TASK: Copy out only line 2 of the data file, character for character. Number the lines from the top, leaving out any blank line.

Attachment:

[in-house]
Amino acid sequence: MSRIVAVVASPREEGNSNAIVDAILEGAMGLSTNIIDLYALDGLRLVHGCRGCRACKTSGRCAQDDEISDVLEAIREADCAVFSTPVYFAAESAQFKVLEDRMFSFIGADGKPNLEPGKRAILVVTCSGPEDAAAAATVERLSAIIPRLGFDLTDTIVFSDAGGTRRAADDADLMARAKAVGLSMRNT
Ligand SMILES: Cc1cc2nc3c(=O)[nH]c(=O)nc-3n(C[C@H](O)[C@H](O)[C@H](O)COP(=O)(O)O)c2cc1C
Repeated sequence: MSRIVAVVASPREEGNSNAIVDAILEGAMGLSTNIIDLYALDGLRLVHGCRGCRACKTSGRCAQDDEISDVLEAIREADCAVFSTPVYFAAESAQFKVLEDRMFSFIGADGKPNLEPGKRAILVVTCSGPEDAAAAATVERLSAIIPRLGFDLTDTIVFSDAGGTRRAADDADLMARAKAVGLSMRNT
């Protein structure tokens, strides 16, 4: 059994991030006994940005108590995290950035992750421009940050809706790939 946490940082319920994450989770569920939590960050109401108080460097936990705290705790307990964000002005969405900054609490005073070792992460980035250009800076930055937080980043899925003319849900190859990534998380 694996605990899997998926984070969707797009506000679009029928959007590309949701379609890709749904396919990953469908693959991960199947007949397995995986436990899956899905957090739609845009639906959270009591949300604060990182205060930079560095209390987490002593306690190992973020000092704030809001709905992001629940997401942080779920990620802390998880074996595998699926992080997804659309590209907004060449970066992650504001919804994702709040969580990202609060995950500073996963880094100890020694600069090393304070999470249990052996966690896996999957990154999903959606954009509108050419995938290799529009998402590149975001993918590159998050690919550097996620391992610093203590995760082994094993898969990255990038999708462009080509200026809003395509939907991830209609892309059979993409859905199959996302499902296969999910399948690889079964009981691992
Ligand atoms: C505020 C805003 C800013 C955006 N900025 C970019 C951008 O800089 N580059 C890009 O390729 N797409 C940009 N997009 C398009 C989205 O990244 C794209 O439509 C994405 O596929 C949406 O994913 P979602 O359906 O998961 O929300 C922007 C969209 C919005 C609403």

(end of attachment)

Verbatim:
Amino acid sequence: MSRIVAVVASPREEGNSNAIVDAILEGAMGLSTNIIDLYALDGLRLVHGCRGCRACKTSGRCAQDDEISDVLEAIREADCAVFSTPVYFAAESAQFKVLEDRMFSFIGADGKPNLEPGKRAILVVTCSGPEDAAAAATVERLSAIIPRLGFDLTDTIVFSDAGGTRRAADDADLMARAKAVGLSMRNT